Much as in that equally stupid but far more entertaining Roger Corman-produced TV flick from 2012, the banana spiders of Banana Spiders: The Deadly Cargo seem to have an amazing ability to multiply rapidly: if, for the first half of the movie there are but a few dozen of the spiders, in the second half there are suddenly thousands. Unlike Roger's Jim Wynorski-directed film, however, in Banana Spiders: The Deadly Cargo the filmmakers obviously could not decide what the spider should look like because they indiscriminately use two distinctly different types of spider for different scenes: one reddish, striped and furry, the other blacker and skinnier.
The first half of Banana Spiders: The Deadly Cargo plays out in the dangerous wilds of South America, where life is cheap. Two coffee smugglers, Fred (Howard Hesseman [27 Feb 1940 – 29 Jan 2022] of Tunnel Vision [1976] / full film) and Barney Buddy (cult actor Tom Atkins of My Bloody Valentine [2009], Night of the Creeps [1986], Maniac Cop [1988 / trailer] and so much more), buy a shipment of old coffee beans with which they plan to make a tidy turnover in San Francisco. This bit of the movie, despite the obvious presence of spiders that no one seems to notice, plays out a bit like a lame buddy-smugglers movie. Suddenly confronted by typical South American corruption (in the form of an unexpected export tax), the broke duo resort to some good ol' human smuggling to come up with the needed dough.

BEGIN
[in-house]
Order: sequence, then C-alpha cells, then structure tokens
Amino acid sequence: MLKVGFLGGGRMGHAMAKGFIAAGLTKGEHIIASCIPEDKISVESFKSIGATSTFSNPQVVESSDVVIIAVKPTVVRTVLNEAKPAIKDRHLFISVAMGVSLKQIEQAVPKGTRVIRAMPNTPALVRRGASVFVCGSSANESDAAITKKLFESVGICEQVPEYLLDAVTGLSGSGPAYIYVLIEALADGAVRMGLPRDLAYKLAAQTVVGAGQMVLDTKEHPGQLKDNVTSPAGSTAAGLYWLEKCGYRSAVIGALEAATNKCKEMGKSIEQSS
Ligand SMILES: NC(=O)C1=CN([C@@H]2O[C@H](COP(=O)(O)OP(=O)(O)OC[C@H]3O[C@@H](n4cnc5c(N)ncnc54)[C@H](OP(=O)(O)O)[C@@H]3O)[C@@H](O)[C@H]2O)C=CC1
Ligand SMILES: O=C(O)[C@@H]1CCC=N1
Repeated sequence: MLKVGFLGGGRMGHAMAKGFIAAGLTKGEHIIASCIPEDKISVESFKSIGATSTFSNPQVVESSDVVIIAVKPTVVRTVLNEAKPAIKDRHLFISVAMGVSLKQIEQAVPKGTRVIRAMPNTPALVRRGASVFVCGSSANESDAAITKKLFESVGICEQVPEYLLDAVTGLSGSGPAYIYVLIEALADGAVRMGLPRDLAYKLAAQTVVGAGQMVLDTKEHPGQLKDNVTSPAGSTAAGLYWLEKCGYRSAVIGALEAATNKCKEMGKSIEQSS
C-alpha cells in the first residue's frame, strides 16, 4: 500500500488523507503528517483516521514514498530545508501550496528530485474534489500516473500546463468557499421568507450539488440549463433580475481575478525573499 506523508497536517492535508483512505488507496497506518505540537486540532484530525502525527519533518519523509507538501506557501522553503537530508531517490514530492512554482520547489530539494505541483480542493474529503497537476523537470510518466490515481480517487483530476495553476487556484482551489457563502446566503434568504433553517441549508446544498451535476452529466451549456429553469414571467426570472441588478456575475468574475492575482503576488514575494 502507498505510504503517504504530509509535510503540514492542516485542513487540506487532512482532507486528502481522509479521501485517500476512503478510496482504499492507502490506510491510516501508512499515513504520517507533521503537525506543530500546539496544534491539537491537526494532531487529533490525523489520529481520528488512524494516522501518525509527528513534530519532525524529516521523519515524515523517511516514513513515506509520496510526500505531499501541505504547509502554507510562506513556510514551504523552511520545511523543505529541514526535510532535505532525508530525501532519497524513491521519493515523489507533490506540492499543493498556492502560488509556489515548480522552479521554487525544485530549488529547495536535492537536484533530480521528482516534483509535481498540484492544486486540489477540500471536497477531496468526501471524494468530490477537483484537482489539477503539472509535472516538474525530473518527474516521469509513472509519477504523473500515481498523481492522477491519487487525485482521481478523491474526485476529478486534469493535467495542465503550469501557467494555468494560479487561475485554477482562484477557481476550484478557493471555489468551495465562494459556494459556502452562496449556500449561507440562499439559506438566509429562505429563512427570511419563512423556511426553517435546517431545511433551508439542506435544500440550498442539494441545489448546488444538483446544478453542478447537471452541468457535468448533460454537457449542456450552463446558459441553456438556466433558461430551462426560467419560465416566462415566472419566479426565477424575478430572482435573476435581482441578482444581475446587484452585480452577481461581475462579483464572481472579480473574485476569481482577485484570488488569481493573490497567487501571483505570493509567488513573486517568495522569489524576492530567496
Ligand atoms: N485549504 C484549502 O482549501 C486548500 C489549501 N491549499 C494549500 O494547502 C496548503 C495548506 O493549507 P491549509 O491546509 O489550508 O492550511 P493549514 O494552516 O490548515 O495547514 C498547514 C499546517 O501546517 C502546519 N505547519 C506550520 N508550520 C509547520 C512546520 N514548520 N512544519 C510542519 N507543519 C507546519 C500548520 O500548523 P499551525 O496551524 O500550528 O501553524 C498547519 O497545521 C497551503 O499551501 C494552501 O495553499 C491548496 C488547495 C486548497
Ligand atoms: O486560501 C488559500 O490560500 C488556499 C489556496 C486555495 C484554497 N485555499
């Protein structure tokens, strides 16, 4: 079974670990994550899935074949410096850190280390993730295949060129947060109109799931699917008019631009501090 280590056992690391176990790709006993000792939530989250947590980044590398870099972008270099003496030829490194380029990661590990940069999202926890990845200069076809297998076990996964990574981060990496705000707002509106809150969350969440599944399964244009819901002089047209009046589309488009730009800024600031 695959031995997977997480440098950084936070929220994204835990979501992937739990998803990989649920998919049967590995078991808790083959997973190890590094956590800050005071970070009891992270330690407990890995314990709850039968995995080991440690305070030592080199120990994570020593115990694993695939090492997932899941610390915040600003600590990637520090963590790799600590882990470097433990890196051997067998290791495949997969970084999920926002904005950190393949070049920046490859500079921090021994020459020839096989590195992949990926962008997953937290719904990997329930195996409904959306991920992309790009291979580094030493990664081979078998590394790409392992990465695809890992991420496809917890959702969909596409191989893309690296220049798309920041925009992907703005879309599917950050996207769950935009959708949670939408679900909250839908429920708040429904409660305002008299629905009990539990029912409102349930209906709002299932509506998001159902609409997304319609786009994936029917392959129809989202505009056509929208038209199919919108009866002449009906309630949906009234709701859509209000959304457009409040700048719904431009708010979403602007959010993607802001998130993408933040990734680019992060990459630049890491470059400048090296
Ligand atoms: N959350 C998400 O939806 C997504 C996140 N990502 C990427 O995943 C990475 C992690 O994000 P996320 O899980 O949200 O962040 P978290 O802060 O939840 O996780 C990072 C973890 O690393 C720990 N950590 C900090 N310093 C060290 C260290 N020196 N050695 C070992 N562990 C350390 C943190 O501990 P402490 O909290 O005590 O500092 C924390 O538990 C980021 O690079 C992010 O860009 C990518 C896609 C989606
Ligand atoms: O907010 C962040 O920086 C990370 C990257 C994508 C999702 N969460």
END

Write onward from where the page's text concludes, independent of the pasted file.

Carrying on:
Since the three illegals share the same cargo bay as the spiders, one would assume that there would be a scene or two of tension or horror, but the actual idea of what they face in the hold always remains more horrible than what transpires on screen. Even the mandatory unexpected thunderstorm that the plane has to fly through doesn't add any excitement, as the lightning footage is so old and borrowed that it is actually funny. And after the mandatory unexpected thunderstorm, what else can there be but the mandatory unexpected engine trouble? That, of course, leads to their mandatory unexpected crash-landing in Butt-fuck Nowhere, California, otherwise known as the rural town of Finleyville.